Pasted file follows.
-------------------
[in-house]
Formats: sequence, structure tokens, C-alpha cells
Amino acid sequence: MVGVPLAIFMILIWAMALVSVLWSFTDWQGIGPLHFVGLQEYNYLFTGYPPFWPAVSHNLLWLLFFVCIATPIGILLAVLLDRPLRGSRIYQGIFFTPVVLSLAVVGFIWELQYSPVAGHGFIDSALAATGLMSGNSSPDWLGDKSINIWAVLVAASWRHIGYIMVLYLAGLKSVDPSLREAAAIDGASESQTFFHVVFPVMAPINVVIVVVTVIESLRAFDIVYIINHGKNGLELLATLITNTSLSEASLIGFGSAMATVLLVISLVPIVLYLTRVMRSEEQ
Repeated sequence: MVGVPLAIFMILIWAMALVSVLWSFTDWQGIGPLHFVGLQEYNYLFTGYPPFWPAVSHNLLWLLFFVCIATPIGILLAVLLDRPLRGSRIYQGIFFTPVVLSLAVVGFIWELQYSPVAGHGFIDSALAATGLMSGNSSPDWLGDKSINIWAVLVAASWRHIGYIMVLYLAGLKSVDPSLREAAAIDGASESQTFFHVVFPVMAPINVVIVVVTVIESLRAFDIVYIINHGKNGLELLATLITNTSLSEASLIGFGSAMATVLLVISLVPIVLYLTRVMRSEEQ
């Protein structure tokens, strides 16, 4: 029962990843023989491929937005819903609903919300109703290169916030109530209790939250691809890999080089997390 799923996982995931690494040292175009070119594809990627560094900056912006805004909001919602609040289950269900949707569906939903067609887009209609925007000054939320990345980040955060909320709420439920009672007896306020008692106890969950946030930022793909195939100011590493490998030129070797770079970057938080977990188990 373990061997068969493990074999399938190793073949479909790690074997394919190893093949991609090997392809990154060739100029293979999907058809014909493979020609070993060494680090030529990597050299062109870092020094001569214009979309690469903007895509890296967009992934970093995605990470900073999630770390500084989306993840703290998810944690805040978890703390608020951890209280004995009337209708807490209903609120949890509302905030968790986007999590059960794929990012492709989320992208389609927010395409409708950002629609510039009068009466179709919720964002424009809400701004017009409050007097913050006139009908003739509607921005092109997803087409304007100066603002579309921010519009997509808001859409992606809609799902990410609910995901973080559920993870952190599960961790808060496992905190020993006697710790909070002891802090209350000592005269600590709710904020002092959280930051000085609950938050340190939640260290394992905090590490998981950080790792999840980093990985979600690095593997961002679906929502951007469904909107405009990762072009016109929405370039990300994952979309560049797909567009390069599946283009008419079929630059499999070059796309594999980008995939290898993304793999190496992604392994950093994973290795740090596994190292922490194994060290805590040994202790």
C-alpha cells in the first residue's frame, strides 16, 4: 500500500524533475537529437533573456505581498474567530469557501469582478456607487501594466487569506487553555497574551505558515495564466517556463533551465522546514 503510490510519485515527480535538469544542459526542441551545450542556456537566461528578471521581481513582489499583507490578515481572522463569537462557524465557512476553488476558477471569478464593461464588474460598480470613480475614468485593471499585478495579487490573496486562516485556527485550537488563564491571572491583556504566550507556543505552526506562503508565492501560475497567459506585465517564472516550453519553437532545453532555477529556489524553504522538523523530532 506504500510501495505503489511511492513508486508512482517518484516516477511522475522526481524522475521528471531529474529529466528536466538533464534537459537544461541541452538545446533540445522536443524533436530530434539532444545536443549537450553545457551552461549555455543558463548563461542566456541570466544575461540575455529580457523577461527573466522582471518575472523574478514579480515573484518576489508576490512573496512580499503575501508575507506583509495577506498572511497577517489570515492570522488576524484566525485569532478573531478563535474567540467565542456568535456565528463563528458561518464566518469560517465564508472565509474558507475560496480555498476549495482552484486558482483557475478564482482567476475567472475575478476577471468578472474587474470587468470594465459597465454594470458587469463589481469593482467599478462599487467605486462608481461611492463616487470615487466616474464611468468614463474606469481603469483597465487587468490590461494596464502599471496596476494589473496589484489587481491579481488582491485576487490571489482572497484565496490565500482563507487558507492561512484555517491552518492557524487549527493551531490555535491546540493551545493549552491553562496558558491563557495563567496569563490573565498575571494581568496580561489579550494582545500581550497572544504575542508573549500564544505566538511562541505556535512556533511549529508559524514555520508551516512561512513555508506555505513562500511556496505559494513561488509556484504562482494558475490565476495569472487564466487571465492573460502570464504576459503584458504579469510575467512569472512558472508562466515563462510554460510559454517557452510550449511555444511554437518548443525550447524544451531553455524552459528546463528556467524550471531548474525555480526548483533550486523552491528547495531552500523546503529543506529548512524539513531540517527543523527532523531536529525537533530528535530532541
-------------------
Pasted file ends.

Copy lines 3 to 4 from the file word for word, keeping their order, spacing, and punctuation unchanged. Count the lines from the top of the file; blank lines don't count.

Amino acid sequence: MVGVPLAIFMILIWAMALVSVLWSFTDWQGIGPLHFVGLQEYNYLFTGYPPFWPAVSHNLLWLLFFVCIATPIGILLAVLLDRPLRGSRIYQGIFFTPVVLSLAVVGFIWELQYSPVAGHGFIDSALAATGLMSGNSSPDWLGDKSINIWAVLVAASWRHIGYIMVLYLAGLKSVDPSLREAAAIDGASESQTFFHVVFPVMAPINVVIVVVTVIESLRAFDIVYIINHGKNGLELLATLITNTSLSEASLIGFGSAMATVLLVISLVPIVLYLTRVMRSEEQ
Repeated sequence: MVGVPLAIFMILIWAMALVSVLWSFTDWQGIGPLHFVGLQEYNYLFTGYPPFWPAVSHNLLWLLFFVCIATPIGILLAVLLDRPLRGSRIYQGIFFTPVVLSLAVVGFIWELQYSPVAGHGFIDSALAATGLMSGNSSPDWLGDKSINIWAVLVAASWRHIGYIMVLYLAGLKSVDPSLREAAAIDGASESQTFFHVVFPVMAPINVVIVVVTVIESLRAFDIVYIINHGKNGLELLATLITNTSLSEASLIGFGSAMATVLLVISLVPIVLYLTRVMRSEEQ